- Christina: We're going on a joint honeymoon.
- Reva: (pause) I've never heard of a joint honeymoon before.
- Christina: It's one of the benefits of living in sin.
The New York Times yesterday related a story of a young woman from El Salvador they are calling Beatriz. Beatriz is 26 weeks pregnant. She is 22. She has lupus, and she is already the mother of a 14 month-old boy. The child she carries now has anencephaly, a birth defect where parts of the brain and skull are missing. So severe is that birth defect that the child is almost certain to die if it survives to birth. Beatriz’s medical team believes she may die (and by default, her fetus) if she does not undergo an abortion in the coming weeks. She and her doctors have asked El Salvador’s highest court to grant an exception to its abortion laws, which do not allow abortion under any circumstances. Their request was denied.
Abortion is an incredibly divisive topic wherever there are women getting pregnant, regardless of whether it is legal or illegal. In countries where an abortion can be readily had, Beatriz would have already undergone the procedure and would now be at home with her toddler. Instead, she is in a hospital where the doctors, who want to perform an abortion and are legally unable to do so, are instead trying to figure out how to save her life when the one tool that will accomplish that feat is being denied them.
Regardless of where you land on the Abortion Is Murder or Abortion Is A Woman’s Right spectrum, Beatriz’s situation is inherently one of real life and real death. There is no straw man or straw woman here. Death is coming.
The question is what to do about it.
Triage is the medical process by which doctors and nurses determine how and when to treat patients based on the severity of their condition. It’s how they filter and sift through which needs are most pressing so that resources are utilized efficiently and effectively in order to give the best care. In triage, three categories are employed:
1. Those most likely to live, regardless of the care they receive.
2. Those most likely to die, regardless of the care they receive.
3. Those whose outcome is likely to be more positive if they are given immediate care.
Resources are then allocated according to who falls into what category. Triage is regularly used in emergency rooms and emergency situations, not because some people are more valuable than others, but because when time and resources are limited, and everybody is equally valuable, decisions still have to be made in regards to treatment and who gets what, when. In triage categories, Beatriz lands solidly in category 3. The child she carries is tragically in category 2.
Advanced triage ratchets up the process’s difficulty quotient by recognizing that sometimes (battlefields, natural disasters, terrorist attacks, etc.), time and resources are so limited that it becomes necessary for medical authorities to acknowledge that some patients cannot be saved so that they can focus the time and resources available on the patients who can be. The idea of advanced triage isn’t pretty. It recognizes not only that people are going to die, but that some people will die who might not have, had the immediate situation been different. But in a medical crisis, advanced triage is Reality’s brass tacks. Not everyone can be saved. What do we do? The more humane and ethical way to treat people in such a situation is to put all your eggs in the Who’s-Most-Likely-To-Make-It basket.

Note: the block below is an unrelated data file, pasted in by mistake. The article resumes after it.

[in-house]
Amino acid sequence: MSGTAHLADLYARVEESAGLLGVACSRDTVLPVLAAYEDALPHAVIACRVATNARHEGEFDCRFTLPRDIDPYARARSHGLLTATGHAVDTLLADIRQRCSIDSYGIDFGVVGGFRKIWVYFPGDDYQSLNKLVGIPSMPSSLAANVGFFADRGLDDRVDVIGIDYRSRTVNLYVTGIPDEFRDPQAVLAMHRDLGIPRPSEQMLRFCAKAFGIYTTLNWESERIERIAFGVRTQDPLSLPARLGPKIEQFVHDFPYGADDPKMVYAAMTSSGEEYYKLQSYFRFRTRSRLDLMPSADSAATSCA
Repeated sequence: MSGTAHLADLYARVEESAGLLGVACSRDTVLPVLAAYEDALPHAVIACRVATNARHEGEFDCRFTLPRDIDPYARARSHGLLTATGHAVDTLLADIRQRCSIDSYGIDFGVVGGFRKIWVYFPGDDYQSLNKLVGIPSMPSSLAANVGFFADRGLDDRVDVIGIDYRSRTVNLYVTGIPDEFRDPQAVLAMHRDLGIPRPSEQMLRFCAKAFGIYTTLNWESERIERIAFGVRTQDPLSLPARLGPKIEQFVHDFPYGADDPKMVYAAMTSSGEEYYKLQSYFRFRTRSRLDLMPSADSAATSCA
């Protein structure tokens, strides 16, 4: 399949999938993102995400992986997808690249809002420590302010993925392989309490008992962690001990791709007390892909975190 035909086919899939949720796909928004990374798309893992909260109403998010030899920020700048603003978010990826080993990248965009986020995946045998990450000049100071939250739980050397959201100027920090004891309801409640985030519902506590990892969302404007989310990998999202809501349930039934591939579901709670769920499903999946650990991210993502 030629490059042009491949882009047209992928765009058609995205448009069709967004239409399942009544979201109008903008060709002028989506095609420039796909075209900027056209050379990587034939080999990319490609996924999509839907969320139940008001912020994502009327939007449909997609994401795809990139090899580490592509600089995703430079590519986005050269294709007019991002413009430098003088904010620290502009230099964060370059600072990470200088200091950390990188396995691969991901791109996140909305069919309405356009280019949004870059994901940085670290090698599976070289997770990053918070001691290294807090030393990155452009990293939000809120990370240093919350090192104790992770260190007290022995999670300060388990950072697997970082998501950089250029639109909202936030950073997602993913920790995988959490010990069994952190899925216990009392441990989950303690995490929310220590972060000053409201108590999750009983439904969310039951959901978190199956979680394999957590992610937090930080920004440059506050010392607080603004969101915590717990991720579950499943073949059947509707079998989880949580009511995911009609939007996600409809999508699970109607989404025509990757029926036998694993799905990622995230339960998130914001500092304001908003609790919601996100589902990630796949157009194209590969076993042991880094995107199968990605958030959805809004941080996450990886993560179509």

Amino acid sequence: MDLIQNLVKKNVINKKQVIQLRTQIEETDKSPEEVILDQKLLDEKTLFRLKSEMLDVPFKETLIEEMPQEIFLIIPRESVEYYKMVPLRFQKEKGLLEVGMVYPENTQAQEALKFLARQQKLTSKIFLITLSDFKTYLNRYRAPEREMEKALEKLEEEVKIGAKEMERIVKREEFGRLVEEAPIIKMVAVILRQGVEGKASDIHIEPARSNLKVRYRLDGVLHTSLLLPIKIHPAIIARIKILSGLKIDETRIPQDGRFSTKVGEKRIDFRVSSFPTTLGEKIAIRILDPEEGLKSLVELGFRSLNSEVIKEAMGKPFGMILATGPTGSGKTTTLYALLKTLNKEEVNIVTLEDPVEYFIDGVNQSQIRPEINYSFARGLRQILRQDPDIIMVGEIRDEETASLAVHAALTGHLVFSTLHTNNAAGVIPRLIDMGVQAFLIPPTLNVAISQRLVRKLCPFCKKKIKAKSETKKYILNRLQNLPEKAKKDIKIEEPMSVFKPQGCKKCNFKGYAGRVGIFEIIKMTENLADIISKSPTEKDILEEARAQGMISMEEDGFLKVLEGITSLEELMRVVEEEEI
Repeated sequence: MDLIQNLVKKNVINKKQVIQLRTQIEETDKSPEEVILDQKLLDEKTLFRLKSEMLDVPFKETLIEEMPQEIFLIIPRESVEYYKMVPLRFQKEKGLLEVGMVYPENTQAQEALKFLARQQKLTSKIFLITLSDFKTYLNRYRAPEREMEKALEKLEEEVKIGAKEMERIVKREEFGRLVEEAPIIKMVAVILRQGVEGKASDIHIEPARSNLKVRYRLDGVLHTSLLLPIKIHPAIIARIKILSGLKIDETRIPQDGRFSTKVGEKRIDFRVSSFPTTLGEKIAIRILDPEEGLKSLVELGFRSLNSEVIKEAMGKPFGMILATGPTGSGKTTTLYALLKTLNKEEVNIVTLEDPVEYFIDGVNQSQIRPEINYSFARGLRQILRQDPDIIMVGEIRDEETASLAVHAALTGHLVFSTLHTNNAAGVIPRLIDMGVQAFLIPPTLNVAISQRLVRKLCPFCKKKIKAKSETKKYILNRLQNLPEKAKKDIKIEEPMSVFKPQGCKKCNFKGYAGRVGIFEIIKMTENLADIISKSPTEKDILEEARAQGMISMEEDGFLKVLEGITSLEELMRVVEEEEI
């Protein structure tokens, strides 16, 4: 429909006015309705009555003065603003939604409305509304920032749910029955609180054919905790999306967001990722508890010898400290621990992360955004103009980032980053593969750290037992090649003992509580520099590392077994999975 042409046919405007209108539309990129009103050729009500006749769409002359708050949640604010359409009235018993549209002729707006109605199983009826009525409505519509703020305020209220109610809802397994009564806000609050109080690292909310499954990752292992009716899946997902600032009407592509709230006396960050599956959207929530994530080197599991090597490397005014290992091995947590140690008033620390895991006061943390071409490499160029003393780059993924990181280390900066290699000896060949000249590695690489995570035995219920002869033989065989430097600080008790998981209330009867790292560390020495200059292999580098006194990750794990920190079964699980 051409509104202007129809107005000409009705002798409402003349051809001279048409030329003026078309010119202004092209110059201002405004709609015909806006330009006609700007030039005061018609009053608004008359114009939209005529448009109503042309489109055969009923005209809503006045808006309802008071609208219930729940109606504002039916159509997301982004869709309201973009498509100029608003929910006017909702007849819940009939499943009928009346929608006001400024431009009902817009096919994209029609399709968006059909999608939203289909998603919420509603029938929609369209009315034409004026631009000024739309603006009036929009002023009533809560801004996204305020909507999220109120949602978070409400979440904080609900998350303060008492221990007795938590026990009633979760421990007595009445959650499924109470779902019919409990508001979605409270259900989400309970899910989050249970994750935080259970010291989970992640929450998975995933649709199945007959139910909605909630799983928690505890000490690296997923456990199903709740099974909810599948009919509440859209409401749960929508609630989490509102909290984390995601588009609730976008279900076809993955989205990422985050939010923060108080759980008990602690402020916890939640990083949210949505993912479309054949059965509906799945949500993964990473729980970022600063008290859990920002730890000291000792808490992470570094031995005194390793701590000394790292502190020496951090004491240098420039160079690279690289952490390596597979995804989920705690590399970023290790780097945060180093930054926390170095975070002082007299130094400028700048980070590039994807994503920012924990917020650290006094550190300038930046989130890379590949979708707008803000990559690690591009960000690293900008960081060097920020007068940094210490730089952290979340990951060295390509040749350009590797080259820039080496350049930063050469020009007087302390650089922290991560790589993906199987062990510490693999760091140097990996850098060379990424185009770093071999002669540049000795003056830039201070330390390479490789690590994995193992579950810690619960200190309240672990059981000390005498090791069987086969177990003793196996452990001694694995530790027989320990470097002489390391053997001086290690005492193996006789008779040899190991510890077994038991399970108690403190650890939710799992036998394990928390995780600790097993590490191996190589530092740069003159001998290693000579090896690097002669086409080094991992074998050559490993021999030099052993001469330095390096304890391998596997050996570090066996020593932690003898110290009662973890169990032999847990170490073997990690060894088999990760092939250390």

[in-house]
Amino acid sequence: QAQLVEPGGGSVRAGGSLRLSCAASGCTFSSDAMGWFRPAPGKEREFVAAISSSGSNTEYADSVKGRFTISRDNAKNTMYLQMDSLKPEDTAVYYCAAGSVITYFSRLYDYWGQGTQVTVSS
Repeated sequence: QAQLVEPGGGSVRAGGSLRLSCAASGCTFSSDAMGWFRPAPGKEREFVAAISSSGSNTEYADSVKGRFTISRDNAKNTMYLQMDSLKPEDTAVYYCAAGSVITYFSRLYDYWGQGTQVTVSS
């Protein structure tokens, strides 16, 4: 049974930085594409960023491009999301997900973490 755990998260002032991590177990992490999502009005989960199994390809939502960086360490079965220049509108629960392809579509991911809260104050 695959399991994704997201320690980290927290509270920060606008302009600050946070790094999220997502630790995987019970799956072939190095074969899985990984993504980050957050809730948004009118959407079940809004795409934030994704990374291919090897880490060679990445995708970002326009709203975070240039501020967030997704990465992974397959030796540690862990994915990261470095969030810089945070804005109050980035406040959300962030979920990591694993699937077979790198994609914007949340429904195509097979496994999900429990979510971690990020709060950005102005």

Resources and time are very limited in Beatriz’s case. If her medical team is allowed to act swiftly enough in providing her with an abortion, she stands a very good chance at making a full recovery. Currently, there are no technological or medical resources that will save her unborn child. That real and serious limitation cannot be overcome by a country’s laws or a people’s faith. No high court would deny a doctor on the battlefield or at a bombing site the right to prioritize care, i.e. the right to employ triage, even if that prioritizing meant some people died who might otherwise have been saved. Beatriz and the child she carries are in that situation. It’s ugly, and it’s hard, but it’s what is happening. When a woman’s life is in danger and she is pregnant, triage and advanced triage are helpful and real tools for thinking and acting with, regardless of what one’s views—or laws—are on abortion.
Beatriz’s unborn child cannot be helped by the medical field’s current abilities. She can be, but she needs that care soon, or two lives—if you’re pro-life and counting—will be lost.
Here’s a little excerpt from an interview I did with Georgetown College’s WRVG about being an artist. You can read the whole interview here.
“It’s a band about heartbreak–but on a larger scale–we’re leaning into our collectively breaking heart.”
Grief will come to you.
Grip and cling all you want,
It makes no difference.
Catastrophe? It’s just waiting to happen.
Loss? You can be certain of it.
Flow and swirl of the world.
Carried along as if by a dark current.
All you can do is keep swimming;
All you can do is keep singing.
by Gregory Orr
We lost him last week. If you’ve never read him, start now.
“Under what circumstances, if any, may ‘the government’—i.e., the military or the C.I.A., with the consent, tacit or express, of the President—order the killing without trial of a citizen not on American soil? What about the killing, also without trial, of a specific person who is specifically believed to be a dangerous terrorist but has the misfortune of not being a citizen of the United States? Or a person of whatever nationality whose habits and associations conform to a circumstantial ‘signature’ suggesting that he is, or probably is, a dangerous terrorist? How certain must those who dispatch the drones be that their ‘target’ is who they think he is? What safeguards, what checks, what procedures, short of a full legal process, but greater than the mere say-so of the drone dispatchers, are required or appropriate? Given the brutal methods of ‘modern’ war, whether ‘conventional’ (invading armies, aerial bombing and strafing, ‘force-protection’ thoroughness, ‘shock-and-awe’) or ‘asymmetrical’ (suicide bombings, terror attacks, ‘improvised explosive devices’), all of which tend to kill and maim civilians in greater numbers and at higher ratios, don’t drone attacks represent a somewhat less inhumane alternative—’the worst form of war, except for all the others,’ as Will Saletan put it recently? Because drones carry no physical risk to the attacker, don’t they create a temptation to use them simply because they can be used?”